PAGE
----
Grigor Dimitrov returns to action with a new coach in tow. Dimitrov is teaming up with Juan Martin Del Potro’s coach Franco Davin. Kuala Lumpur is their first tournament together.
(4) Grigor Dimitrov vs. Joao Sousa
It’s been a rather mediocre season for Grigor Dimitrov in 2015. The Bulgarian looked on the verge of finally taking his game to the next level after 2014 after making the Australian Open quarterfinals and Wimbledon semifinals. Both came under the tutilage of Roger Rasheed. By the numbers, 2015 has been largely an average season for a player that achieved those accolades last season. Dimitrov is 27-17 on the season. That is respectable, but his Grand Slam results have been even more troublesome than that record.
After making the fourth round of the Australian Open, Dimitrov went out in the first round at the French Open, the third round at Wimbledon and the second round at the U.S. Open. Those results led to the coaching change with Rasheed and Dimitrov parting ways after Wimbledon. Davin has a solid resume, having coached Del Potro to the 2009 U.S. Open title and Gaston Gaudio to the 2004 French Open title. It seems a matter now of whether or not Davin is the voice that can speak to Dimitrov and get the best play out of him.
Sousa has continued his surprising indoor play this Fall with a Finals appearance last week in St.Petersburg. That marked the third straight season that the man from Portugal has made an indoor hard court final. Last year, he did it in Metz where he lost to David Goffin. In 2013, it was at this very tournament where Sousa beat Julien Benneteau for the title. He’s off to a good start this week with a match under his belt. Sousa dumped qualifier Michal Przysiezny 6-2, 6-2 in the first round. He was solid winning 73 percent of his service points and saved both of the break points that he faced.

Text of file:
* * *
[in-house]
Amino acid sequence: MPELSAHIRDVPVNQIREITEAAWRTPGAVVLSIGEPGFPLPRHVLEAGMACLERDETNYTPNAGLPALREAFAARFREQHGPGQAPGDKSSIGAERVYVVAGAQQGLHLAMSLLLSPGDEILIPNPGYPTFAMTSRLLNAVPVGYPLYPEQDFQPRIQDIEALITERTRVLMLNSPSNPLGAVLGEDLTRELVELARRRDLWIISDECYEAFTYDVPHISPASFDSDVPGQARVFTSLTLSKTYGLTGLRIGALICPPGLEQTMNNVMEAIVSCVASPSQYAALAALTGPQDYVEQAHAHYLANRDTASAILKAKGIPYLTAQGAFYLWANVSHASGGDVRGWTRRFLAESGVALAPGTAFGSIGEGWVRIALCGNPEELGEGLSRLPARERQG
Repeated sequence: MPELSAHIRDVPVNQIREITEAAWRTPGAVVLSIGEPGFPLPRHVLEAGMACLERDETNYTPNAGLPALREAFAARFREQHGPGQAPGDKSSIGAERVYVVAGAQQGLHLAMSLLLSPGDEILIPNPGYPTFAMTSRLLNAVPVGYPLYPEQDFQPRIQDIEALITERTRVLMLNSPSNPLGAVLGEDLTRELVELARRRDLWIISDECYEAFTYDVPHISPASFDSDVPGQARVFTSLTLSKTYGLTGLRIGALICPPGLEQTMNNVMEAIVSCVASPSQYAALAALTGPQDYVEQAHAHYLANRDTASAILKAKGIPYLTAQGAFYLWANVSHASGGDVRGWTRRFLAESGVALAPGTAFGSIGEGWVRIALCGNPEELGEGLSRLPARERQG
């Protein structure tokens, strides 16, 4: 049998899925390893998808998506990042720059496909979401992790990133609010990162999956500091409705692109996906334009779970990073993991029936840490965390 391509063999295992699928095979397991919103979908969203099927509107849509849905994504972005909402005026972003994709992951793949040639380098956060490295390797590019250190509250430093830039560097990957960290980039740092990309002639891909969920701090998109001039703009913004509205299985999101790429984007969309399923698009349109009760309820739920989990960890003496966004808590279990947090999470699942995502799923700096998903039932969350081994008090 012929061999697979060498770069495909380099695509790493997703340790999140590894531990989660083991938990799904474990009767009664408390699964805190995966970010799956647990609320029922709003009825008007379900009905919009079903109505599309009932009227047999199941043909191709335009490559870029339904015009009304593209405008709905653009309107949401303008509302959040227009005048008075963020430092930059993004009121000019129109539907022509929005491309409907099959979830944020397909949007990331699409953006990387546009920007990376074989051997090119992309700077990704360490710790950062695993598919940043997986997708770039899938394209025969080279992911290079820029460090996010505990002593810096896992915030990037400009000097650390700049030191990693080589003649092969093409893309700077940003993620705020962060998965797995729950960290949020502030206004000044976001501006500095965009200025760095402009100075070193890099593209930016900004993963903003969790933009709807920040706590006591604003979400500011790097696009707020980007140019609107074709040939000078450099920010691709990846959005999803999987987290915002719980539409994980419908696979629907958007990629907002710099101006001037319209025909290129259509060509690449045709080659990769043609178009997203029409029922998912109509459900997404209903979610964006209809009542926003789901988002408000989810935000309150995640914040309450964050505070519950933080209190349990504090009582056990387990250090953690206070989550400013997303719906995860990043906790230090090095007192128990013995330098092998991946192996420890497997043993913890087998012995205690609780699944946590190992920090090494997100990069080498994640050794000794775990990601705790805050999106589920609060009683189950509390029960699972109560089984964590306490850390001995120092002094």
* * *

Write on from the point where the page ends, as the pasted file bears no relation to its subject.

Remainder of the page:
Dimitrov and Sousa have met once at the ATP level. That came at the 2013 U.S. Open in the opening round. Sousa prevailed that day in five sets; 3-6, 6-3, 6-5, 5-7, 6-2. Dimitrov’s serve was not good that day as he was broken eight times and won just 66 percent of his first serve points. This season, Dimitrov is winning 75 percent of his first serve points. That likely will be a main focal point for the fourth seed to get his campaign at the Malaysian Open off to a winning start.
It is always difficult to know exactly what a new coach will bring to the table. Davin is a proven winner in the coaching ranks, so his reputation should comment respect from Dimitrov. The surface here should help the Dimitrov serve be a bit more stout than the last time these two players met. That Dimitrov and Davin have had a little bit of time together to prep for this tournament should also bring with it some expectation. It has only been announced that Davin will work with Dimitrov short term for now in Kuala Lumpur and Tokyo. That means time is of the essence and positive results are a priority for coach and player alike.
Sousa is unexpected formidable on this surface over the last few years. so this figures to be a tight match. This is Dimitrov’s first career match in the main draw at this tournament, while Sousa as mentioned already has a title in Kuala Lumpur. That confidence should help him to at least take a set off Dimitrov and if the #4 seed doesn’t flash a solid first serve to set himself up for overall success, don’t be shocked if Sousa stuns him and takes the win. For The Pig, I think the Dimitrov-Davin combo will get an uneasy winning start to their relationship. The most interesting thing will be seeing how Davin will try to harness the wide variety that Dimitrov has in his game. The variety that many think has caused him to over think some points and matches, instead of focusing and trusting his best weapons.
Dimitrov wins in three sets